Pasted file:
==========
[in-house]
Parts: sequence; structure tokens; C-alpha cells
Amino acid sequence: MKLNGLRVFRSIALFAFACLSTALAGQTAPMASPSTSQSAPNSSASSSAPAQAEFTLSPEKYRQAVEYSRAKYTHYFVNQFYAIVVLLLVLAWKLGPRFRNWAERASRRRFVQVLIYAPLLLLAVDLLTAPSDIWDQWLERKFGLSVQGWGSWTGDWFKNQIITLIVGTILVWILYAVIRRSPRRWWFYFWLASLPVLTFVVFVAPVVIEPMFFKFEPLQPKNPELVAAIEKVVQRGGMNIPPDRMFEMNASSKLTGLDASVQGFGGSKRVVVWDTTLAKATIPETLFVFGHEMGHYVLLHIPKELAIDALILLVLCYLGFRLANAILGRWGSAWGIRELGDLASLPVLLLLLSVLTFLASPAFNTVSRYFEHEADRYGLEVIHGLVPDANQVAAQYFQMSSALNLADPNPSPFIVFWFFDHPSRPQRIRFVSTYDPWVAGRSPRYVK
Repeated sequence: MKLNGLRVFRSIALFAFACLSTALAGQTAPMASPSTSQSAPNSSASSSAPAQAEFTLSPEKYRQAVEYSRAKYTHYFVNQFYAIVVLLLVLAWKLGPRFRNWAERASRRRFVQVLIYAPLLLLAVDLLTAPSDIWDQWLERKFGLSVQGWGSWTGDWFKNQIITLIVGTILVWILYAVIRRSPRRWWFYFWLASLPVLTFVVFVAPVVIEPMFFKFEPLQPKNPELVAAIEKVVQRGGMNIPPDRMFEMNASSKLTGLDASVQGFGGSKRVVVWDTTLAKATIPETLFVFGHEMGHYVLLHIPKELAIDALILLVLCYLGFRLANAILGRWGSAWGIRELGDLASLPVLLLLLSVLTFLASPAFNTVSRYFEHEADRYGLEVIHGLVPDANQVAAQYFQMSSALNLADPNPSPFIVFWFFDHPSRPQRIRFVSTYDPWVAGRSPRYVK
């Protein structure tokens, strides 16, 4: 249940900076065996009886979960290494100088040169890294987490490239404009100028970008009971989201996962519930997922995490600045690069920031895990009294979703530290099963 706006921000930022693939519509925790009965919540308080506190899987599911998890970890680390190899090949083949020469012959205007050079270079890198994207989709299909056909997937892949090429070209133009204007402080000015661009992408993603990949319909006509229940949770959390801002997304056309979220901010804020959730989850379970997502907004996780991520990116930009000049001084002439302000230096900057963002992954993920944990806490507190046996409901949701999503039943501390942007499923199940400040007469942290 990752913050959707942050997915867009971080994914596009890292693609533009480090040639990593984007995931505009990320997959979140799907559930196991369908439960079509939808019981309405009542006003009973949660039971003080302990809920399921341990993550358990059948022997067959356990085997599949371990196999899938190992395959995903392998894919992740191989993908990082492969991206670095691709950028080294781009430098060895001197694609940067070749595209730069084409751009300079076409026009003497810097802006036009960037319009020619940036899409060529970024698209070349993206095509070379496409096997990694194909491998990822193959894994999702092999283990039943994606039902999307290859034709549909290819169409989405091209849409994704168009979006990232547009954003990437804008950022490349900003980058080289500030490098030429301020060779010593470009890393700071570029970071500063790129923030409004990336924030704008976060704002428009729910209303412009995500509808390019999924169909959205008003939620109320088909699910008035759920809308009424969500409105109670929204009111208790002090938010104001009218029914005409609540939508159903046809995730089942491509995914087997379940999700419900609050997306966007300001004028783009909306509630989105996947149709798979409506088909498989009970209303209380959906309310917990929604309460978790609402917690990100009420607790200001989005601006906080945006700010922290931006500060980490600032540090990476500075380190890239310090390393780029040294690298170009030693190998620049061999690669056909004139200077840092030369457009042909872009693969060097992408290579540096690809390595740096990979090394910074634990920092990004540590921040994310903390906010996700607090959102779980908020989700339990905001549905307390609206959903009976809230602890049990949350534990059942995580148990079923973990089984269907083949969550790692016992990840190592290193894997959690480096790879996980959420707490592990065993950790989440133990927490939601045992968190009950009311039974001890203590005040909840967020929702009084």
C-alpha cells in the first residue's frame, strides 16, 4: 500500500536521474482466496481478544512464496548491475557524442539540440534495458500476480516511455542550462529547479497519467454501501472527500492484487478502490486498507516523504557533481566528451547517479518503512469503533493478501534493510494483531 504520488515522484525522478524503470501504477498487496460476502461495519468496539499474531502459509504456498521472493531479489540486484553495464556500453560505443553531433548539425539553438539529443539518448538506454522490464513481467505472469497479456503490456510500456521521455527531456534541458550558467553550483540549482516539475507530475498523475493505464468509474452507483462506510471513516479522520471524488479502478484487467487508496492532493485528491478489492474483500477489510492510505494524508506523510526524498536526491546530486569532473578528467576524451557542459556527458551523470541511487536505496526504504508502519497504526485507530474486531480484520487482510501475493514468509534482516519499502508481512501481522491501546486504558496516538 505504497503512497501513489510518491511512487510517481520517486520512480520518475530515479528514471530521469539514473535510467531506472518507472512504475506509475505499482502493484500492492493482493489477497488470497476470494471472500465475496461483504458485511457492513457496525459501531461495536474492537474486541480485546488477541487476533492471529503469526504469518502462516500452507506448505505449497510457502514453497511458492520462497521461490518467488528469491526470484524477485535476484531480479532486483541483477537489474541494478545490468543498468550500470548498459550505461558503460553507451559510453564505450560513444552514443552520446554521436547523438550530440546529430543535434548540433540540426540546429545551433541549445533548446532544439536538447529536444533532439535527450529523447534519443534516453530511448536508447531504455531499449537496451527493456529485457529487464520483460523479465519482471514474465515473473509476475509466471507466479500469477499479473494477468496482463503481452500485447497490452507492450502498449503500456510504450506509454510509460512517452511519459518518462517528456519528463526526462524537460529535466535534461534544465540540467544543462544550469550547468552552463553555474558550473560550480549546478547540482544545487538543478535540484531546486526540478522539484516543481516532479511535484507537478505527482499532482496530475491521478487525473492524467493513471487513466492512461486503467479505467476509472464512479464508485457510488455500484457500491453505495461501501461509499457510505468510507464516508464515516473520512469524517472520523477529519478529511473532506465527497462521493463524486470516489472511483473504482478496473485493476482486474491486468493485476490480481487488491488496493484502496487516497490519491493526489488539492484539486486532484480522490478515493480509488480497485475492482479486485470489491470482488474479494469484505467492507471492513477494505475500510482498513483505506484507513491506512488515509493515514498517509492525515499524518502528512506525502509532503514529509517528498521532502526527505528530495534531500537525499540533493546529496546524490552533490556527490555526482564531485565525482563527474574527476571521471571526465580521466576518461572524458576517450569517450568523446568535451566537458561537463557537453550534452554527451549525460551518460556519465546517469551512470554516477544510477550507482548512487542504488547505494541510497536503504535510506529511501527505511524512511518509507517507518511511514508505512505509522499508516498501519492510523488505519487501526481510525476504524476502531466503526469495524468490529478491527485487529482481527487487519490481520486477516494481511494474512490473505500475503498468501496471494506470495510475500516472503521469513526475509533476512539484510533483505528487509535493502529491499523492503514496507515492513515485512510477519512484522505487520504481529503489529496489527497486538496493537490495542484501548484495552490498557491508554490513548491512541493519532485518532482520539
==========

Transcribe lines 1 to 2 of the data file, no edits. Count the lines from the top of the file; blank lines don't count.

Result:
[in-house]
Parts: sequence; structure tokens; C-alpha cells